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Writing for money

Write what you love. Over and again I see this advice in the writing community, even when it means writing something for which there's no market. The idea is that you're supposed to be motivated solely by love or the creative spirit, rather than anything as vulgar as financial reward.

My personal response, as someone who writes to breathe, who honestly goes a bit nuts if I'm not working on a book or story collection, is that I absolutely am motivated by money.

Why shouldn't a writer create products for the purpose of income? 

We don't ask plumbers to fix sinks for the sheer love of it. We don't ask doctors to study for years, perfecting their skills, and then have no concerns about income. Writing is a craft. The most serious writers combine aptitude with study to become the very best they possibly can be. It takes years to get good at it. Even those "overnight successes" you read about, or the "naturally talented debuts," have years of story-writing behind them, often going all the way back to childhood. Most writers do this unrecognised work because they love it. That doesn't mean they shouldn't also be paid for their products.

It also doesn't mean they must never think about what sort of writing will bring them in money. I myself fell into that myth. For years, I thought penning romance would make me a sell-out, betraying the skills I'd striven for years to develop. Then I started actually reading the genre, and quickly discovered how much skill goes into being a best-selling romance novelist. The style of language may be looser, lighter, than literary fantasy, but that doesn't make it less worthwhile. In fact, since changing my style and putting in the work to develop it over this past year, I've come to see that it's a great deal harder than I ever imagined to write something that reads seamlessly for a broad audience.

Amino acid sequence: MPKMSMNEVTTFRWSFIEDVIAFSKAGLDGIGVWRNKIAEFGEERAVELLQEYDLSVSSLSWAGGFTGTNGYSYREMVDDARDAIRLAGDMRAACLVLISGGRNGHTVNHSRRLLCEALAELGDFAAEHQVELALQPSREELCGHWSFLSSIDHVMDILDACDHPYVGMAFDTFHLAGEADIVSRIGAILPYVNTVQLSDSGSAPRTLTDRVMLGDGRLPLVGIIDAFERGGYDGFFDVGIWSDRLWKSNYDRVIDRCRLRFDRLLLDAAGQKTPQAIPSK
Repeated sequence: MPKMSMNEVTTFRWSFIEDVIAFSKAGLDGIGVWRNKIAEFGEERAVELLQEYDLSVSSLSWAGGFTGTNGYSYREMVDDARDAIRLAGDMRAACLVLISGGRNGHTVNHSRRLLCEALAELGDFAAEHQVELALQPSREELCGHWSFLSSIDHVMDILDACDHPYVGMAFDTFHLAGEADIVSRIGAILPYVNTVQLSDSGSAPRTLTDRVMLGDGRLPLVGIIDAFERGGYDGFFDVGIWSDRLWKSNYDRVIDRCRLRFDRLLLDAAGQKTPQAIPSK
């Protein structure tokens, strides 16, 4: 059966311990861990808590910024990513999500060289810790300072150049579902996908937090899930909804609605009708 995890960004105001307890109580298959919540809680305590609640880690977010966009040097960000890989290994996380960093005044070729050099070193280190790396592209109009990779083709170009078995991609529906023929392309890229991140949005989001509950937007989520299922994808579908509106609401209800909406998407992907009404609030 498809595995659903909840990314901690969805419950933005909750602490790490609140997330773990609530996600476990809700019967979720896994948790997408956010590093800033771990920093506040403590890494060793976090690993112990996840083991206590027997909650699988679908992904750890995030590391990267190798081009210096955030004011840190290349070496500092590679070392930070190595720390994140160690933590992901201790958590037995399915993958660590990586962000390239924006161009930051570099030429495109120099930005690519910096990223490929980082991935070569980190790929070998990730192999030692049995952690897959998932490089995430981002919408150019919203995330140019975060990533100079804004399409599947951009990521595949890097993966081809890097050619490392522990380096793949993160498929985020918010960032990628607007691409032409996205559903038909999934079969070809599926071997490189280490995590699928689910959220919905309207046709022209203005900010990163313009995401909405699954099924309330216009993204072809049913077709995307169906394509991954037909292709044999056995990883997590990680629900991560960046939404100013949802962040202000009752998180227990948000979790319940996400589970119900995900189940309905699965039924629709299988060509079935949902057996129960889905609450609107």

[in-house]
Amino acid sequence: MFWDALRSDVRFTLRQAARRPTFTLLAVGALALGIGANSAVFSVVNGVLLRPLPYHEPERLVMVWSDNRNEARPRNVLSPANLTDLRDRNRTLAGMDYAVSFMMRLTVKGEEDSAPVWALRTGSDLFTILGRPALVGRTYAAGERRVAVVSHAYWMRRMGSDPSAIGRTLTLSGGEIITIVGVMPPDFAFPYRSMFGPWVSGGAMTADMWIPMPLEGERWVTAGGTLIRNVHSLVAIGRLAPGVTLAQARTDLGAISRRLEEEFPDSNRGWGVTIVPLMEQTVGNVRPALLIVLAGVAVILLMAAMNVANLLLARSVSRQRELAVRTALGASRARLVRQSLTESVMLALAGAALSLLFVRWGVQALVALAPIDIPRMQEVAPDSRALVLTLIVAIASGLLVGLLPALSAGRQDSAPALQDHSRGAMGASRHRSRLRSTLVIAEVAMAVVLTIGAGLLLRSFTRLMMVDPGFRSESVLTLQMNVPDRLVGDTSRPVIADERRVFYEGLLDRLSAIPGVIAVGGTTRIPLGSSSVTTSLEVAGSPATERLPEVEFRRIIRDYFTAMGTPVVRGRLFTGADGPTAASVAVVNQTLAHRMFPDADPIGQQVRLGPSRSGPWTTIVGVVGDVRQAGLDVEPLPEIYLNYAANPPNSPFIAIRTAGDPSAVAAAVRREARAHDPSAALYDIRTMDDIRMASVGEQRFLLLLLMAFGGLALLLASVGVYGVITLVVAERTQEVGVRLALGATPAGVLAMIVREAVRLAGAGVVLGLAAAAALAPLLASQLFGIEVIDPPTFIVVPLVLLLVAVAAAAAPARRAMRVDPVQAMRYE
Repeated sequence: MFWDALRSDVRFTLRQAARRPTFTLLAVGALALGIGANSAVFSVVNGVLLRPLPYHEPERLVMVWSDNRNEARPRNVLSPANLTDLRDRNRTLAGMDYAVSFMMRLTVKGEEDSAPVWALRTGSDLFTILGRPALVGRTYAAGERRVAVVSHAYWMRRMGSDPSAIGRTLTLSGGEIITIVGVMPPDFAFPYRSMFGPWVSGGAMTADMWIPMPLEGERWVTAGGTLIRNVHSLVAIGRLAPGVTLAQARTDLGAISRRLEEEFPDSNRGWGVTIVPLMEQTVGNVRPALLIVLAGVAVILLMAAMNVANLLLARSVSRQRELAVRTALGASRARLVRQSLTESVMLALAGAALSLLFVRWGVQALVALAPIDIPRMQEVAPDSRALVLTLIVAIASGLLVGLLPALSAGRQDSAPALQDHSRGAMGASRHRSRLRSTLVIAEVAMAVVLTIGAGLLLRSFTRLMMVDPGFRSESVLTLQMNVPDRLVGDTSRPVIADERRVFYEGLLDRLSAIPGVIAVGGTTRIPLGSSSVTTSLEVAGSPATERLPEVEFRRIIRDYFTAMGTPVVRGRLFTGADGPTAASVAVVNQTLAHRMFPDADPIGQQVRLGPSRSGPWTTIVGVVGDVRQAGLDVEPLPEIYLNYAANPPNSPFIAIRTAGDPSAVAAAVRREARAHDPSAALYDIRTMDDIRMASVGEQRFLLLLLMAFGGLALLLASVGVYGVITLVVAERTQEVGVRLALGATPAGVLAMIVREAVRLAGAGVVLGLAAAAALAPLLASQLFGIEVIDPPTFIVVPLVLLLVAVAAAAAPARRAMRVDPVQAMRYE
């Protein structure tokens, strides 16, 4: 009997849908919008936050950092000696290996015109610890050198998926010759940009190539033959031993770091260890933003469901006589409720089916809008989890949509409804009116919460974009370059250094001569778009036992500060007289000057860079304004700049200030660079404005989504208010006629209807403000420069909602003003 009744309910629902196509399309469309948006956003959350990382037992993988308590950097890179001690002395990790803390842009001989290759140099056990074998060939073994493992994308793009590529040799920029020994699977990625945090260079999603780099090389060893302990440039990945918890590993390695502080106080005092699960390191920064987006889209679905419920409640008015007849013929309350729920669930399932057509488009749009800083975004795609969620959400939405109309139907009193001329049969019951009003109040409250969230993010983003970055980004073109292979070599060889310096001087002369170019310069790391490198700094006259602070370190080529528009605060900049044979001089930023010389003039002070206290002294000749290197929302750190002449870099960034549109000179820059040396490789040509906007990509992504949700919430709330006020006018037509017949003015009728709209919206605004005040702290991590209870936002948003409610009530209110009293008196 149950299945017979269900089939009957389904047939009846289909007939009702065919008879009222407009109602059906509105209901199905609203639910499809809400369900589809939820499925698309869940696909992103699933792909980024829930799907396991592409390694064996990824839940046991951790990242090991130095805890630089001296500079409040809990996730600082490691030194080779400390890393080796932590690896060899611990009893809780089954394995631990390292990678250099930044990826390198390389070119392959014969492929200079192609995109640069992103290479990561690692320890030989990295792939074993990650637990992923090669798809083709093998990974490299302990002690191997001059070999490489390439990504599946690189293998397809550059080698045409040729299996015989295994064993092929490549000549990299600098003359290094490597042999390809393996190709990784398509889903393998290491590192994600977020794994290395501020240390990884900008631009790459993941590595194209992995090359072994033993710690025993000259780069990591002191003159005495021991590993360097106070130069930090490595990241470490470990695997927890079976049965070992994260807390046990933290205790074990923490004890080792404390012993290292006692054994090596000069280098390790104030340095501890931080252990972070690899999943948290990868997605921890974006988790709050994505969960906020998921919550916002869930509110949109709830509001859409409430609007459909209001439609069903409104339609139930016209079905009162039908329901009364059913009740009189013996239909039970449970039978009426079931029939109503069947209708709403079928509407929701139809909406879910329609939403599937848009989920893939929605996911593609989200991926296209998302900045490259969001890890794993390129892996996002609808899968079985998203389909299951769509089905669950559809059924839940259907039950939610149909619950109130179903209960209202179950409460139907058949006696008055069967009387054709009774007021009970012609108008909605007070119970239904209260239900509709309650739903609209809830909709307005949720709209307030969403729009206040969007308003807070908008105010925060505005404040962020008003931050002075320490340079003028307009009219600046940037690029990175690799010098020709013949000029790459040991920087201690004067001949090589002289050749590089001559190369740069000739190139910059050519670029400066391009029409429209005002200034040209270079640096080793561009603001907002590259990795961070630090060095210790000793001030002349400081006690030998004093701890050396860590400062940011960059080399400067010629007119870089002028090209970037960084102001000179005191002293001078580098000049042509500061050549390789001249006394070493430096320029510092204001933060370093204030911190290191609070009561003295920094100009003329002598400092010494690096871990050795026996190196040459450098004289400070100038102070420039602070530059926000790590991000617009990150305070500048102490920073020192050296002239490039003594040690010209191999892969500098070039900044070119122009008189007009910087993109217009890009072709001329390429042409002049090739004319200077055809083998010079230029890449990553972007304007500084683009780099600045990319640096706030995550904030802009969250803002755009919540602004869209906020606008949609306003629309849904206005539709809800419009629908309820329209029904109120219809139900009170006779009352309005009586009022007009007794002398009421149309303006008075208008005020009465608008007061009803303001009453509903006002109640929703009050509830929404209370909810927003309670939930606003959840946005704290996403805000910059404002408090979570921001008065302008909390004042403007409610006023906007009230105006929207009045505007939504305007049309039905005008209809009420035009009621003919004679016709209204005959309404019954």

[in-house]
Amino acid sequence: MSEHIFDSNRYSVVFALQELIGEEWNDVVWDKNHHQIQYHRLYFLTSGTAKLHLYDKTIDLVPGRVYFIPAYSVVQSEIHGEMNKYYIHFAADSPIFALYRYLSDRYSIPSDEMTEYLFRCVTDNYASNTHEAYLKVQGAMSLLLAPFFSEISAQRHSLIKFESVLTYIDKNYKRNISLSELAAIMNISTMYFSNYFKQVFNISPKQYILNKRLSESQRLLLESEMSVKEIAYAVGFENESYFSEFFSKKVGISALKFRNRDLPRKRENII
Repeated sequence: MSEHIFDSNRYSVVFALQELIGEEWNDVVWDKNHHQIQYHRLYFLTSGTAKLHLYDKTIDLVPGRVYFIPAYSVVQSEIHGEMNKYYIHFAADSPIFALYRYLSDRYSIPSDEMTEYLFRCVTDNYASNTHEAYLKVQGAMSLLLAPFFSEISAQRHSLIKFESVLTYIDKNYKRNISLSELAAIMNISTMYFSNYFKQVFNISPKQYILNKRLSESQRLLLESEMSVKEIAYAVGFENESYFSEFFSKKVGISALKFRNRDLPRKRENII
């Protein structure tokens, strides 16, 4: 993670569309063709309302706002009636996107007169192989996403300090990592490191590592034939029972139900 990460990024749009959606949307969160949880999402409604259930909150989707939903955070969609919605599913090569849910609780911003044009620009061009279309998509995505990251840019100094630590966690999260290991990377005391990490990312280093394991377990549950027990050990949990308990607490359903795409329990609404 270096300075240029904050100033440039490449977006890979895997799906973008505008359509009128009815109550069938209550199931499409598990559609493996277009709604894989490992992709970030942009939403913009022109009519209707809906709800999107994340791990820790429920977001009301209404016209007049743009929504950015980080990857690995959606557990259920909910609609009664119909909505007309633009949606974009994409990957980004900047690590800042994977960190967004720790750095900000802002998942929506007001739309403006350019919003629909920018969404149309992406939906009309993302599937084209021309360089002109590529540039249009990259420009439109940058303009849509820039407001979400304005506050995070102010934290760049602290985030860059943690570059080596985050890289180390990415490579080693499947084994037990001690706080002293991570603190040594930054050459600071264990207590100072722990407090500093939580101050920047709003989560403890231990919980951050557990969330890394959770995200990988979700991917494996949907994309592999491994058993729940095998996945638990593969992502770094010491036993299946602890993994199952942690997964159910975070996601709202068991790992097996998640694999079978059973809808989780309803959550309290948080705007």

Writing for money means being really good at your craft, because only well-written books bring in money.

Writing for money means wanting your job to be doing the thing you love most in the world.

Writing for money means you want your hard work to be worth something. Of course, it's worth it for its own sake, but in the real world you want your hard work to buy you sushi.

Writing for money means taking yourself and your craft seriously and getting other people - agents, publishers, readers - to do the same. This in particular has always been a prime motivator for me. Whenever I feel low, I look at how many people have bought my books - and come back to buy more - and it reminds me that my writing has value.

There's absolutely nothing wrong with writing for the sheer love of it. But those who want to write for money ... or who choose what they write for the sake of money ... are just as much soulful artists, in love with their craft, as anyone else.


  1. Yes, I agree. We artist often forget that our labour and craft is worth to be financial rewarded too. We don't see it as a job, because of this inner urge to create, I guess. But I found out that in the process it's very important to stay true to your love for your craft, and use that love as most important motivation to write and not ONLY write for the sake of money. That will only provoke burn outs in the end, just like when doctors or plumbers or nurses only work for money, forgetting why they started their studies in the first place. I have a good friend who thinks art just needs technique, and a bit of luck, to earn money with it. He forgets the love part. And he wonders why he has no success.


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